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Should Authors Stalk Review Sites?

By Jody Hedlund, @JodyHedlund

Review sites are for readers. Let's just get that out there up front. The reviews are NOT intended for authors (for feedback, instruction, critiques, etc.). When a reader posts a review, he or she is doing so to inform and enlighten other readers about the book. Or at least they should be.

But even though reviews are intended for readers, most authors (myself included) check the review sites on occasion to see what readers think, to find out the number of stars, and the rankings. Some may even stalk their reviews daily (or hourly!).

And just why are authors drawn so magnetically to the reviews on their books?

I can think of a number of reasons. First, the reviews bring immediate gratification, and in an industry where everything takes so long, that instant "reward" is hard to resist.

Also we're writing to bring readers pleasure, and so we have a deep need to make sure that we're actually doing what we set out to do. We want reassurance that we're on track, that our stories are resonating.

But is it healthy for a writer's mental well-being to stalk the review sites? Should authors work harder to stay away? Are the review sites really the best place for us to find the reassurance we long for?

A couple of weeks ago, I read Lynn Austin's newest book All Things New, set in the south during the reconstruction era after the Civil War. I found the book just as well-written and meaty as always. So I was somewhat shocked when another reader (who claims that Austin is her favorite author) left her a two star review saying that story bored her and that she felt like it was written by someone else.

I had a much different reading experience. I genuinely enjoyed it and thought it was one of her most interesting books yet. But the other reader said, "I kept hoping the story would finally take off, sadly the book finished and I was glad it was all over!"

Of course, this kind of contradiction has happened to me too. In fact, one day last week I came across a blog review claiming that my first two books were much better and had more depth than my newest book, Unending Devotion. That same day, a reader emailed me to say that Unending Devotion was my "best book yet."

Who's right?

We could go on and on with contradictory reviews. Even the most popular, best-selling books elicit a wide range of reader reactions, usually a large number of both five and one star reviews.

If we're checking Amazon or Goodreads or blog reviews, then we're going to eventually hear a lot of negative stuff.

The trouble is, we tend to take lower ratings very personally, whether we want to or not. We let the negative comments dig in and discourage us. Even if we have thick skin, those comments still seem to worm their way inside. And sometimes they hurt, even fester.

We start to feel unsettled and insecure. We may even begin second-guessing ourselves and our stories, let the reader opinions confuse us, and lose confidence in our voice. Perhaps some of us may wonder if we're really cut out for a writing career after all.

Yes, reading reviews on our books can eventually weigh us down, depress us, and take the joy out of writing.

In the days before the internet, authors couldn't rush off to see what readers thought of every intimate detail of their books. If an author got lucky, they would get a book review in a newspaper or magazine from a coveted critic. Or maybe handwritten letters came in from time to time applauding them. But that was it.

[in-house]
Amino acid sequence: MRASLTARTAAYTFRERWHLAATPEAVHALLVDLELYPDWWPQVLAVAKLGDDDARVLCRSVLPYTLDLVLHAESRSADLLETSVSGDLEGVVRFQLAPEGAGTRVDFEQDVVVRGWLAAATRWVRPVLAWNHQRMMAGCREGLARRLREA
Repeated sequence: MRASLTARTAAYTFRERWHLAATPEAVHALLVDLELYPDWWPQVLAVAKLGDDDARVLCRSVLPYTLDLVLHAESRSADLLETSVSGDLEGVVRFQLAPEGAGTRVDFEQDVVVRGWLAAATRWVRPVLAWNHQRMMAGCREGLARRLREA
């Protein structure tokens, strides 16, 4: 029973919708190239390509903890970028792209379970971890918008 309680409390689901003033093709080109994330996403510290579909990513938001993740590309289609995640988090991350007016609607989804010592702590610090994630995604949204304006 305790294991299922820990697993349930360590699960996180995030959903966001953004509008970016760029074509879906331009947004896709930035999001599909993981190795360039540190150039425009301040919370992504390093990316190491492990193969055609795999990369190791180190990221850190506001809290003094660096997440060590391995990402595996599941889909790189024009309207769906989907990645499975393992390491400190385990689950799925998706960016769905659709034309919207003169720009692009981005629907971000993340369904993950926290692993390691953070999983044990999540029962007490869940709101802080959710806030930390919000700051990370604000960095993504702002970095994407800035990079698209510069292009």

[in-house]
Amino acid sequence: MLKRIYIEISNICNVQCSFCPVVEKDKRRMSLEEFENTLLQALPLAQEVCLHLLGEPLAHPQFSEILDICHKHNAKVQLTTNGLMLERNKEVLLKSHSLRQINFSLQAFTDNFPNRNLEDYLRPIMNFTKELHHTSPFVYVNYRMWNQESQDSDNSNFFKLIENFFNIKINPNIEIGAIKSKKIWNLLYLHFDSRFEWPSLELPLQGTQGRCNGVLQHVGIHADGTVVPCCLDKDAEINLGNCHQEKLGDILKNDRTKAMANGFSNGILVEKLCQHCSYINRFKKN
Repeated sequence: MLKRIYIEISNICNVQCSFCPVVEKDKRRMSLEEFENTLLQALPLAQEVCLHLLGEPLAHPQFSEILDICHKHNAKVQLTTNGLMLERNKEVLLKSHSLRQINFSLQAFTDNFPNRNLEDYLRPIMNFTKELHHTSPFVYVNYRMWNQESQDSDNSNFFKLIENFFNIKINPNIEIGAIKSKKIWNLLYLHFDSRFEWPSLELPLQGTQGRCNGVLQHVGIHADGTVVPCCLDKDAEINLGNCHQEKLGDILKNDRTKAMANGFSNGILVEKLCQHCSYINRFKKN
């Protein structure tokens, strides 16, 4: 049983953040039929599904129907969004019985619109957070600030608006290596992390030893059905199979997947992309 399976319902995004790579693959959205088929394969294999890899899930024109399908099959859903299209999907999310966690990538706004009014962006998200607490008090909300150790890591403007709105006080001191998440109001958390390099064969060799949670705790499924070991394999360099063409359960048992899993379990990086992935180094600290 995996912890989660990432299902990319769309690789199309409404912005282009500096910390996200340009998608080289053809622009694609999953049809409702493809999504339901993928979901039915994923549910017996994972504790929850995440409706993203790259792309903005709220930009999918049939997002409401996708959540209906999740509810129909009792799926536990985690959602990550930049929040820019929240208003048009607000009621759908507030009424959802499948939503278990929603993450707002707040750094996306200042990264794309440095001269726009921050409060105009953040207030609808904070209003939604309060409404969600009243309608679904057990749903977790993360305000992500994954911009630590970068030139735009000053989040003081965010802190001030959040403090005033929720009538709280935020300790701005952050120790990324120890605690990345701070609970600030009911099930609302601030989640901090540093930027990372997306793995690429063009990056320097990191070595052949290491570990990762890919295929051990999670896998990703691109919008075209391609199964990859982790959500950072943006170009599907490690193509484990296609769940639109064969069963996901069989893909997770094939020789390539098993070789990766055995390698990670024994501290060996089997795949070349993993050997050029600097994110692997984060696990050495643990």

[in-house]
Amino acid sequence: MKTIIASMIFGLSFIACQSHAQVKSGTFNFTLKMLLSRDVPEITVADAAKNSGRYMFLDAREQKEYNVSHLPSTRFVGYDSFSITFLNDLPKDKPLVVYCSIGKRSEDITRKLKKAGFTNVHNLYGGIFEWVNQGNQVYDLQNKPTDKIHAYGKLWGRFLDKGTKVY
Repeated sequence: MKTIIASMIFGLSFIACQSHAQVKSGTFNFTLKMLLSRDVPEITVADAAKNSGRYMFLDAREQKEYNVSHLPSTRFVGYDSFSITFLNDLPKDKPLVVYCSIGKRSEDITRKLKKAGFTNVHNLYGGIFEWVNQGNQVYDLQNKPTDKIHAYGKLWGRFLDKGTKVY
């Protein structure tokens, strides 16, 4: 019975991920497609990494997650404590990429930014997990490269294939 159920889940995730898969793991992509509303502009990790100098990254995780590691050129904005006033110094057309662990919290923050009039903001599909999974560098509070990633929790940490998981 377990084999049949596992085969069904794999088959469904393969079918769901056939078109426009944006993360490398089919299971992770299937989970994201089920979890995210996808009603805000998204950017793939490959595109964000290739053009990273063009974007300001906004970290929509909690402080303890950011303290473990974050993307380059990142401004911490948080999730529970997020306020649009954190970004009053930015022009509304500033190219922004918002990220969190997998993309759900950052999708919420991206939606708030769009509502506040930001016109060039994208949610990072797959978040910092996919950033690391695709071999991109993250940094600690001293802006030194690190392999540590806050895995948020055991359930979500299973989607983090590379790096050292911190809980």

For the most part, authors could write in blissful unawareness, without knowing what readers were thinking about their stories. Sales statistics were the primary way of determining how an author was doing (and actually they still are!).

But now due to the internet, readers have a very strong voice. And it's only growing stronger. There aren't just a couple of coveted critics anymore who are writing reviews about our books. There are hundreds of critics.

Yes, there are many benefits to online reviews. But in this modern age, I'm realizing that we as authors need to protect ourselves from too much criticism (and perhaps even too much praise). When we take the reviews too seriously or look to the reviews for our worth, we start to lose faith in ourselves.

We have to remember that subjectivity plays a huge role in the writing world, that we can't please everybody, nor should we even try. People really do have different tastes in what they like, in what they consider a good story, and what they prefer to read.

Reviews don't define us or our writing. We can't let all the voices out there distract us from listening to our own unique writing voice and following the passionate stories birthed in our hearts.

Writers, do you read the reviews on your books? Why or why not? 

And readers, do you think authors should be reading online reviews? Why or why not?

40 comments:

  1. Positive or negative—I read my reviews. At worst, I'm not to the reader's taste. At best, I get an idea for how to re-target my audience or for what to adjust in future books.

    I'm frankly more bothered when I see a starred review—regardless of the number of stars—without any comment saying what the reader liked or disliked.

    One author I read, Karen Chance, sometimes answers reviews. I actually like that, and I find it quite helpful when she does. But from how many folks mark her comment as "not helpful", I'm guessing a fair number of readers dislike any author response to reviews.

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  2. At this point, I admit I'm pretty much reading every review, and then engaging in a little cognitive-behavioral therapy with myself to deal with my thoughts afterward! This whole process is new to me since my book only came out about two weeks ago, and I imagine I'll eventually habituate and stop looking so often. And while I certainly agree that reviews are for readers, not authors, I've had enough readers/reviewers contact me through Twitter or Goodreads and actually point me to their reviews to know that several want to share their opinion of the book with me.